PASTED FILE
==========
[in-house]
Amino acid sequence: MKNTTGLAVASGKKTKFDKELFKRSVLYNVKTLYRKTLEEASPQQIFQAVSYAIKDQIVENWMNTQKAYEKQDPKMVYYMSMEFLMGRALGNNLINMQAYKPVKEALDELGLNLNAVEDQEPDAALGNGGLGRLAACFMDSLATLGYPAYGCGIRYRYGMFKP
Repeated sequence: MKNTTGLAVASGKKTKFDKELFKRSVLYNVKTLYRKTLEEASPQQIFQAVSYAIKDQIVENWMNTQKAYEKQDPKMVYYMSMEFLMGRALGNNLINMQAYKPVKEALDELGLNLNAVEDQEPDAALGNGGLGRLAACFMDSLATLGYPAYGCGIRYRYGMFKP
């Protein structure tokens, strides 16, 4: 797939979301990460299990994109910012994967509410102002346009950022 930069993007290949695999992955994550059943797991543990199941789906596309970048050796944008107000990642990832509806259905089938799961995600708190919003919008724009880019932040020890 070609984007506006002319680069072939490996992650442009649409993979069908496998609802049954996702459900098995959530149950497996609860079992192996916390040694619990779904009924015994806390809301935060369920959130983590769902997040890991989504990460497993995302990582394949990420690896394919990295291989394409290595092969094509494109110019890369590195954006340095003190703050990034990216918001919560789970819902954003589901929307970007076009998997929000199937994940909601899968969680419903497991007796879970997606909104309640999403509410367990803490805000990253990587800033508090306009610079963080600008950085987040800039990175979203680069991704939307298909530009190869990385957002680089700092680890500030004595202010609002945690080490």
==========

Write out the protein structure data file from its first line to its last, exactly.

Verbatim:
[in-house]
Amino acid sequence: MKNTTGLAVASGKKTKFDKELFKRSVLYNVKTLYRKTLEEASPQQIFQAVSYAIKDQIVENWMNTQKAYEKQDPKMVYYMSMEFLMGRALGNNLINMQAYKPVKEALDELGLNLNAVEDQEPDAALGNGGLGRLAACFMDSLATLGYPAYGCGIRYRYGMFKP
Repeated sequence: MKNTTGLAVASGKKTKFDKELFKRSVLYNVKTLYRKTLEEASPQQIFQAVSYAIKDQIVENWMNTQKAYEKQDPKMVYYMSMEFLMGRALGNNLINMQAYKPVKEALDELGLNLNAVEDQEPDAALGNGGLGRLAACFMDSLATLGYPAYGCGIRYRYGMFKP
């Protein structure tokens, strides 16, 4: 797939979301990460299990994109910012994967509410102002346009950022 930069993007290949695999992955994550059943797991543990199941789906596309970048050796944008107000990642990832509806259905089938799961995600708190919003919008724009880019932040020890 070609984007506006002319680069072939490996992650442009649409993979069908496998609802049954996702459900098995959530149950497996609860079992192996916390040694619990779904009924015994806390809301935060369920959130983590769902997040890991989504990460497993995302990582394949990420690896394919990295291989394409290595092969094509494109110019890369590195954006340095003190703050990034990216918001919560789970819902954003589901929307970007076009998997929000199937994940909601899968969680419903497991007796879970997606909104309640999403509410367990803490805000990253990587800033508090306009610079963080600008950085987040800039990175979203680069991704939307298909530009190869990385957002680089700092680890500030004595202010609002945690080490």